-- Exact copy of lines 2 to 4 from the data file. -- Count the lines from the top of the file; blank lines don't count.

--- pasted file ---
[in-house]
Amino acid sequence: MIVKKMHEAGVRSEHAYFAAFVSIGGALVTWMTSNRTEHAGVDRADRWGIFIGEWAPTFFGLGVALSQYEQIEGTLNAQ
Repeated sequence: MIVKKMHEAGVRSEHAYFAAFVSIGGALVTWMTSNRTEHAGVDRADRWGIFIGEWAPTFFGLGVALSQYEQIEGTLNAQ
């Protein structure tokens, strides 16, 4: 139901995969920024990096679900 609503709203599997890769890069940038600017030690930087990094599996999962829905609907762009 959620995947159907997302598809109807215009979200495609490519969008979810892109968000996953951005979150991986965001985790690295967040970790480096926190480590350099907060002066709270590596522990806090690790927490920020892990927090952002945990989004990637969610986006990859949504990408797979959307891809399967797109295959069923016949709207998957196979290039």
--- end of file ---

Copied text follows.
Amino acid sequence: MIVKKMHEAGVRSEHAYFAAFVSIGGALVTWMTSNRTEHAGVDRADRWGIFIGEWAPTFFGLGVALSQYEQIEGTLNAQ
Repeated sequence: MIVKKMHEAGVRSEHAYFAAFVSIGGALVTWMTSNRTEHAGVDRADRWGIFIGEWAPTFFGLGVALSQYEQIEGTLNAQ
């Protein structure tokens, strides 16, 4: 139901995969920024990096679900 609503709203599997890769890069940038600017030690930087990094599996999962829905609907762009 959620995947159907997302598809109807215009979200495609490519969008979810892109968000996953951005979150991986965001985790690295967040970790480096926190480590350099907060002066709270590596522990806090690790927490920020892990927090952002945990989004990637969610986006990859949504990408797979959307891809399967797109295959069923016949709207998957196979290039």